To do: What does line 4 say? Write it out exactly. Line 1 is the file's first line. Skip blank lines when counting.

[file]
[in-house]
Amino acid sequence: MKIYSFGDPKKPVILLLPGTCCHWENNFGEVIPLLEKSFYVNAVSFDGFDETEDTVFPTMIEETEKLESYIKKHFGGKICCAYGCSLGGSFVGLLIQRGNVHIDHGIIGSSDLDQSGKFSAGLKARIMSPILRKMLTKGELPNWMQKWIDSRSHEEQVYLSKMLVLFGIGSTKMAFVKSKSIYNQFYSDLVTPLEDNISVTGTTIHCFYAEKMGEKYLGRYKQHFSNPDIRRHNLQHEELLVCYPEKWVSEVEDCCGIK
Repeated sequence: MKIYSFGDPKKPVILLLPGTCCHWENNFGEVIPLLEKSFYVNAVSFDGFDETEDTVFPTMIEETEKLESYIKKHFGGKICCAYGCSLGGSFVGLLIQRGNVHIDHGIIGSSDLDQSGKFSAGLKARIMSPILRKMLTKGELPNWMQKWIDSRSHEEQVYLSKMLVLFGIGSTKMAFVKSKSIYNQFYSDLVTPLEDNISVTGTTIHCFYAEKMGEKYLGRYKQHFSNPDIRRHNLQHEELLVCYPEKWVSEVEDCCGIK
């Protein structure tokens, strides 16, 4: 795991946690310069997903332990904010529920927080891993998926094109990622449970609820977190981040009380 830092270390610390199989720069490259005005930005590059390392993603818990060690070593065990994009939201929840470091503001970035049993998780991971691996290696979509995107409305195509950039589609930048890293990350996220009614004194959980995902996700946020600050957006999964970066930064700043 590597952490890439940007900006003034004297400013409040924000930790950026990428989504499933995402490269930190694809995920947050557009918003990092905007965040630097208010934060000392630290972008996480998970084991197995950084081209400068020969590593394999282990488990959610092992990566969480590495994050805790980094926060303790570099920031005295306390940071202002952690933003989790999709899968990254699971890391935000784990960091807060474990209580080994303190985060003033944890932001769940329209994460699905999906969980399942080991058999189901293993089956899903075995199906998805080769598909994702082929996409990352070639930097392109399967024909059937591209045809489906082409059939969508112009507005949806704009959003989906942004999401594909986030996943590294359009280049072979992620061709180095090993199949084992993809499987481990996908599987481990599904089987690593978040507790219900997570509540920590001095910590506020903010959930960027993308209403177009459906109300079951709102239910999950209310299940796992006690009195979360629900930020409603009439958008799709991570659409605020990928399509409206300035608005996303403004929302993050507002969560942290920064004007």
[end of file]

């Protein structure tokens, strides 16, 4: 795991946690310069997903332990904010529920927080891993998926094109990622449970609820977190981040009380 830092270390610390199989720069490259005005930005590059390392993603818990060690070593065990994009939201929840470091503001970035049993998780991971691996290696979509995107409305195509950039589609930048890293990350996220009614004194959980995902996700946020600050957006999964970066930064700043 590597952490890439940007900006003034004297400013409040924000930790950026990428989504499933995402490269930190694809995920947050557009918003990092905007965040630097208010934060000392630290972008996480998970084991197995950084081209400068020969590593394999282990488990959610092992990566969480590495994050805790980094926060303790570099920031005295306390940071202002952690933003989790999709899968990254699971890391935000784990960091807060474990209580080994303190985060003033944890932001769940329209994460699905999906969980399942080991058999189901293993089956899903075995199906998805080769598909994702082929996409990352070639930097392109399967024909059937591209045809489906082409059939969508112009507005949806704009959003989906942004999401594909986030996943590294359009280049072979992620061709180095090993199949084992993809499987481990996908599987481990599904089987690593978040507790219900997570509540920590001095910590506020903010959930960027993308209403177009459906109300079951709102239910999950209310299940796992006690009195979360629900930020409603009439958008799709991570659409605020990928399509409206300035608005996303403004929302993050507002969560942290920064004007």